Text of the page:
What Would Jupiter Look Like From Europa?

Of Jupiter’s 90+ moons, Europa is one of the leaders in the pack. It is the sixth closest moon to Jupiter. Europa, with the other largest moons – Lo, Ganymede, and Callisto – were the first moons to be discovered outside of the Earth’s moon. They were discovered by Galileo Galilei in 1610. Europa can easily see Jupiter from its surface

Scientists believe that if you were standing on Europa that you would be able to see the entire planet crystal clear. It would appear like one giant bright disk in the sky.

What Would Jupiter Look Like From Europa?

If you were standing on the surface of Europa and looking at Jupiter, it would be absolutely amazing. 

Here is what Jupiter would look like from Europa:

  • Size: Jupiter would look much larger in the night sky compared to the moon’s size from Earth. Since Jupiter is the largest planet and is 11 times larger than Earth, then Jupiter would be incredibly larger than that of our moon.
  • Brightness: Jupiter is extremely bright due to its reflective cloud cover. So you would be able to see an extremely bright planet that lights up the sky. 
  • Colors: The famous Red Spot would be visible from Europa. You would be able to see it without the use of telescopes or other scientific equipment. 
  • Moons: Depending on the orientation of Jupiter and its other moons, you might be able to see other moons from Europa, such as Lo, Ganymede, and Callisto. They would likely look like wandering stars – much like how we view planets from Earth. 
  • Rapid Motion: Jupiter spins rather quickly while Europa’s orbital period is much slower than Jupiter’s. This means that if you were observing Jupiter for an extended period, you would likely be able to notice the motion. 
Jupiters View From Moon

Jupiter would look incredible! Imagine having our moon being 5285.2 times bigger. But what is important to remember is that our moon is much closer to the Earth than Europa is to Jupiter, so it is hard to visualize the comparison. 

The Earth is 238,900 miles away from our moon. While Europa is 390.4 million miles away from Jupiter. If Europa was closer to Jupiter then Jupiter would likely consume the entire sky of the Europa.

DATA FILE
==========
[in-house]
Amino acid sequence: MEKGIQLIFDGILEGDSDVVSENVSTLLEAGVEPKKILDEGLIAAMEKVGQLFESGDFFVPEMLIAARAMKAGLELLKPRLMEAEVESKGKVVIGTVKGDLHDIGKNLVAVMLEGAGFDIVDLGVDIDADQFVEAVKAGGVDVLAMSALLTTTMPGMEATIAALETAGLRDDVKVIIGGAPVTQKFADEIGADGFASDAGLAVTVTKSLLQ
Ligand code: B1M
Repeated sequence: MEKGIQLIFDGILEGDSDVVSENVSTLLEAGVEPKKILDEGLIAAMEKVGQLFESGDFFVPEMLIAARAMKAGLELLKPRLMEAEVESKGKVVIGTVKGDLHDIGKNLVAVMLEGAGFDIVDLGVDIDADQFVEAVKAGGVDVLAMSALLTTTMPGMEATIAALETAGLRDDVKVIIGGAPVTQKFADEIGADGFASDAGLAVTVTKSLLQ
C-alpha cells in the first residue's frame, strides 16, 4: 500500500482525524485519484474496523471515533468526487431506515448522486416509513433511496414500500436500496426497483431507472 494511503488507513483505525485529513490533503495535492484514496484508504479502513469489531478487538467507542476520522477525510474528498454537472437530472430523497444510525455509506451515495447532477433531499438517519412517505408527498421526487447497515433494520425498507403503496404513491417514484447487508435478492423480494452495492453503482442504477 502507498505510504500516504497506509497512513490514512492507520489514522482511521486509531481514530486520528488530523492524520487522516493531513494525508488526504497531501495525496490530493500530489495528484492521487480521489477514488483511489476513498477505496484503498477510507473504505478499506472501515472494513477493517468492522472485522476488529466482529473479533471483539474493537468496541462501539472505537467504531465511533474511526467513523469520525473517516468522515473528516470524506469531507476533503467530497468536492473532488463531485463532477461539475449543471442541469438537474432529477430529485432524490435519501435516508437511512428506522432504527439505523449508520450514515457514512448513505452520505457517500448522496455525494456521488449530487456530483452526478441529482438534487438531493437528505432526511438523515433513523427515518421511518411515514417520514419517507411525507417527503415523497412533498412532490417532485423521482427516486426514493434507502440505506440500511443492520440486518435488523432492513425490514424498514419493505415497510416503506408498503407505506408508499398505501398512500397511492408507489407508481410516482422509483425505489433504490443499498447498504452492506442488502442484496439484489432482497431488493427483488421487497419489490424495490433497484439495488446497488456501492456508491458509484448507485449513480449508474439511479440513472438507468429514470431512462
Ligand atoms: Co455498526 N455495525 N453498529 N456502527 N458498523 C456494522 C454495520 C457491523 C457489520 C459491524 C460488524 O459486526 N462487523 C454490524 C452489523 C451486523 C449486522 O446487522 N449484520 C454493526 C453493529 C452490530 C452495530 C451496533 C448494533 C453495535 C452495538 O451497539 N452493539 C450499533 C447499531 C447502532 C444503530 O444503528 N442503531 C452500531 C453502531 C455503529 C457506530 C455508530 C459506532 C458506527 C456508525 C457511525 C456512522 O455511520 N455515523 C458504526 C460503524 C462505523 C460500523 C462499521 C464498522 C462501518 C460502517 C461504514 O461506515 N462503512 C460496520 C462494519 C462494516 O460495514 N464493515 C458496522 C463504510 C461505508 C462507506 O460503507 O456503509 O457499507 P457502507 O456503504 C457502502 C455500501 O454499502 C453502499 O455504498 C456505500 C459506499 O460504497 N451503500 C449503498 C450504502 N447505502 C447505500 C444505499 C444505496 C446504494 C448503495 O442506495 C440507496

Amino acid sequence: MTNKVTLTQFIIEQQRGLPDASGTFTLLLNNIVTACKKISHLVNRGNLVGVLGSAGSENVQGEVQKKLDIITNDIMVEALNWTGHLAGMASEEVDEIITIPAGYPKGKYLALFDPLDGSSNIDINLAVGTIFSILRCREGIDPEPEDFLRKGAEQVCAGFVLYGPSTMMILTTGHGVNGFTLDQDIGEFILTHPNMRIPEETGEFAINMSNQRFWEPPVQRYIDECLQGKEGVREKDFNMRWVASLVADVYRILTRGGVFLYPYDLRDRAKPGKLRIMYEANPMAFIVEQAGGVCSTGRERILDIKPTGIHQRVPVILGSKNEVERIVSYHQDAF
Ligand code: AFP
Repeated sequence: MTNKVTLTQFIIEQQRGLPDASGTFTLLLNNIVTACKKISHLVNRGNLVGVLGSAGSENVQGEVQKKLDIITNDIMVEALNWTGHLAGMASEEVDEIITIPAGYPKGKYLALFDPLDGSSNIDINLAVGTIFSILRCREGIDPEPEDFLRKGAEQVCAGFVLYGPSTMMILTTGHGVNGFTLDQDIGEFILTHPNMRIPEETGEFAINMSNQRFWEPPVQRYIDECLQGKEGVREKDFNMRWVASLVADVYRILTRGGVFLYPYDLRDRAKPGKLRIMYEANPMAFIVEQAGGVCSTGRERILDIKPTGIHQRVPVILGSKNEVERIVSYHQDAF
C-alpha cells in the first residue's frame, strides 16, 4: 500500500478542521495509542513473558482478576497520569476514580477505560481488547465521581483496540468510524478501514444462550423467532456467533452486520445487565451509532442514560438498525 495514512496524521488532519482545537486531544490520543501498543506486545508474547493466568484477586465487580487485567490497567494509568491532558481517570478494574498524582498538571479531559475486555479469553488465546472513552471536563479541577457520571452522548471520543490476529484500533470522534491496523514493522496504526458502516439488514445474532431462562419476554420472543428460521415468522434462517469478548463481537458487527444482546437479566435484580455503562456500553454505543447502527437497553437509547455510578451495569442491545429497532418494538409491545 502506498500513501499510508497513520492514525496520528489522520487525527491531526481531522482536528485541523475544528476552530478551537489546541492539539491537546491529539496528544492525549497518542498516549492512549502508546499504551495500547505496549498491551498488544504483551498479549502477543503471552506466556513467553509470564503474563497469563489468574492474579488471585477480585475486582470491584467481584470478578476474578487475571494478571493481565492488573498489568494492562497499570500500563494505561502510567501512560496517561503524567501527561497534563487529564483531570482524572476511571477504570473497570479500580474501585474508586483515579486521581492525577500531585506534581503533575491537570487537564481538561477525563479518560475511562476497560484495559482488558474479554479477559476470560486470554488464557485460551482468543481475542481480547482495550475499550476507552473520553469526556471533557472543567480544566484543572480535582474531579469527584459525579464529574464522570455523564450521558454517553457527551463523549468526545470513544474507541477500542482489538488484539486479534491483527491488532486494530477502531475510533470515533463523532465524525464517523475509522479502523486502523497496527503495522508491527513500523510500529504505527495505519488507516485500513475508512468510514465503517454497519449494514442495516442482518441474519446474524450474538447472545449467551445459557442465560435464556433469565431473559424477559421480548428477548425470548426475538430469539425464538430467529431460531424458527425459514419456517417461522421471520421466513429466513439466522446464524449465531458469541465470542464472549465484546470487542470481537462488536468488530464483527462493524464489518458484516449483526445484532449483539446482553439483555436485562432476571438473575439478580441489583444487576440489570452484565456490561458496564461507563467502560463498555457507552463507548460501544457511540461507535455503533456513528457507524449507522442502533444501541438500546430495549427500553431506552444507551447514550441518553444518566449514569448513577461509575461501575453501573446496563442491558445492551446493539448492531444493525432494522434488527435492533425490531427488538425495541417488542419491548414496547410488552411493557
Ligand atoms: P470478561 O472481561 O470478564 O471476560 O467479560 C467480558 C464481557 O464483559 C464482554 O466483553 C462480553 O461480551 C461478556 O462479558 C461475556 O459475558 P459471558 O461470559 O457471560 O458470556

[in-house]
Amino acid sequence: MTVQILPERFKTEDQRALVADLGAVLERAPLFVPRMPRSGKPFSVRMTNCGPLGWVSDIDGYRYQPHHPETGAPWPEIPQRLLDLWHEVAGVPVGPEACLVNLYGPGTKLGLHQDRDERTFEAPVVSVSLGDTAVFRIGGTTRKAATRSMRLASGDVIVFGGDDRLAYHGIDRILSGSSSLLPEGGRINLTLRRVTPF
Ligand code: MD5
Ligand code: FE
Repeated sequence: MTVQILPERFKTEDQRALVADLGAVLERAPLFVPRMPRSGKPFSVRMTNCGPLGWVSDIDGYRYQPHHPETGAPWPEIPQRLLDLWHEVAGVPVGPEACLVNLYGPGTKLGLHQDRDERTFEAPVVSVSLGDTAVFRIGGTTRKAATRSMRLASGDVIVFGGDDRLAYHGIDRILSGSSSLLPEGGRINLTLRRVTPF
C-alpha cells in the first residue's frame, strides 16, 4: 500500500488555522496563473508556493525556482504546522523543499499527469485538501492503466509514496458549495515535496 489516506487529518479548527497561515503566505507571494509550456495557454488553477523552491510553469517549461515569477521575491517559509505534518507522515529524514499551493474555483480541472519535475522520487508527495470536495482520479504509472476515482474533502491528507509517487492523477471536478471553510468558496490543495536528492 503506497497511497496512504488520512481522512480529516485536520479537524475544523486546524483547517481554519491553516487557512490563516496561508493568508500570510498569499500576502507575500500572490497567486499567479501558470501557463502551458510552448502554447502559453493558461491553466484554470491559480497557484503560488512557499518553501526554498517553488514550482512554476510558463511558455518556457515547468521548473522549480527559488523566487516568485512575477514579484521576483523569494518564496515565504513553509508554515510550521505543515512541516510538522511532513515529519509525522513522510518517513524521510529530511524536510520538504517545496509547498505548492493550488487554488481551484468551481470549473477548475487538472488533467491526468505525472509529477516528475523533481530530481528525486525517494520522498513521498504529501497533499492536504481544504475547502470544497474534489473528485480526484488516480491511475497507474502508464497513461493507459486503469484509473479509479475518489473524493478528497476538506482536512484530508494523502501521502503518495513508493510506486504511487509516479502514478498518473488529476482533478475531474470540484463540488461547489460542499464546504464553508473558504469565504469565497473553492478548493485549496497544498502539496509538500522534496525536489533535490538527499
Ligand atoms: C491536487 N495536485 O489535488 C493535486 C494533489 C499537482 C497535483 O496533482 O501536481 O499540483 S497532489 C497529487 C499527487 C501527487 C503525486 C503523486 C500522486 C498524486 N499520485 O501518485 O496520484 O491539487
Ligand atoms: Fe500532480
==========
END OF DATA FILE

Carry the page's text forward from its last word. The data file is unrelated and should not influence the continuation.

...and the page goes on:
Living on Europa

It would not be possible to live on Europa. When you land on Europa you will be landing on a thick layer of ice that covers the entire moon. Scientists do believe that underneath the icy surface resides large oceans. 

Europa Layers
This illustration depicts scientists’ findings about what the interior of Jupiter’s moon Europa may look like: an iron core, surrounded by a rocky mantle believed to be in direct contact with a vast, internal ocean. Credit: ASA/JPL-Caltech/Michael Carroll

If there is water on the moon then it could be speculated that there is marine life. But no plant life would be able to survive based on the information we have right now about the moon. 

Even if something were to miraculously start to grow on the surface then it would just be blasted with the radiation from Jupiter – it couldn’t survive.

Not only that, but there is a very unique atmosphere on Europa. It is composed of oxygen and small amounts of water vapor, but the atmosphere is so tenuous that its surface pressure is barely one hundred billionth that of the Earth. That just isn’t conducive to sustaining life.


We don’t exactly know what life on Europa would entail. We have never been there. We do have some scientific information that helps us speculate about life on Europa, but we don’t know for sure. In the future, scientists plan on trying to have Europa landings where we collect samples to help us better understand the chemical makeup of the moon. 

It would also be extremely interesting to see pictures of Jupiter from the surface of Europa. Would our predictions be correct? Would Jupiter be as brilliant as we imagine? 

Scientists would love to investigate more about Jupiter and its moons. We will continue to learn more as the years go on, and hopefully, we get some of our most pressing questions answered. 

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Astronomy has mesmerized me since my father introduced me to space magazines and telescopes. My dedication to astronomy and the pursuit of knowledge has led me to various places, experts, and answers I hope to share with everyone one day.

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